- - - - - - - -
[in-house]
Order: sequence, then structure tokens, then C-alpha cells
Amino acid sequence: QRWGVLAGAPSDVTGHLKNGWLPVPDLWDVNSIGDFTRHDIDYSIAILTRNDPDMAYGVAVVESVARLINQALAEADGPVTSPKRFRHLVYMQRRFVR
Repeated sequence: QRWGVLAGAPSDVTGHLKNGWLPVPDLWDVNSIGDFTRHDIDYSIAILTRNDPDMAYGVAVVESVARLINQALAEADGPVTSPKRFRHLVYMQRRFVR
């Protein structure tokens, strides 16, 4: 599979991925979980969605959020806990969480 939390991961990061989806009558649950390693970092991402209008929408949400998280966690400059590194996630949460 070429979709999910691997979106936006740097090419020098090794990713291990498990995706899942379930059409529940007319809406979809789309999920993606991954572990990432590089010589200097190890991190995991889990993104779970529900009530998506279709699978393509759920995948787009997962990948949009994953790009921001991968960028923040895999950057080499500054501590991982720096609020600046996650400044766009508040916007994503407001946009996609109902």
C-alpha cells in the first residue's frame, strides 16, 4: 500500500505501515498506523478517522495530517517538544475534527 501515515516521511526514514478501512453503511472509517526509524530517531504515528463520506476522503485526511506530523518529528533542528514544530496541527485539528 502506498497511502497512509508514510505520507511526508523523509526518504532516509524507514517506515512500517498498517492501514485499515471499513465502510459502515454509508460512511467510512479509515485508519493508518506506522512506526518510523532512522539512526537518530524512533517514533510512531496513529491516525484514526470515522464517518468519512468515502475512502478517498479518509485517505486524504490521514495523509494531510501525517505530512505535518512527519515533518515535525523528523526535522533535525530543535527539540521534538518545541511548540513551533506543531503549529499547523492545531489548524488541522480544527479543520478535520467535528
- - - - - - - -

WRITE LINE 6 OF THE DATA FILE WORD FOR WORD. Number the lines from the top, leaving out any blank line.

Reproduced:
C-alpha cells in the first residue's frame, strides 16, 4: 500500500505501515498506523478517522495530517517538544475534527 501515515516521511526514514478501512453503511472509517526509524530517531504515528463520506476522503485526511506530523518529528533542528514544530496541527485539528 502506498497511502497512509508514510505520507511526508523523509526518504532516509524507514517506515512500517498498517492501514485499515471499513465502510459502515454509508460512511467510512479509515485508519493508518506506522512506526518510523532512522539512526537518530524512533517514533510512531496513529491516525484514526470515522464517518468519512468515502475512502478517498479518509485517505486524504490521514495523509494531510501525517505530512505535518512527519515533518515535525523528523526535522533535525530543535527539540521534538518545541511548540513551533506543531503549529499547523492545531489548524488541522480544527479543520478535520467535528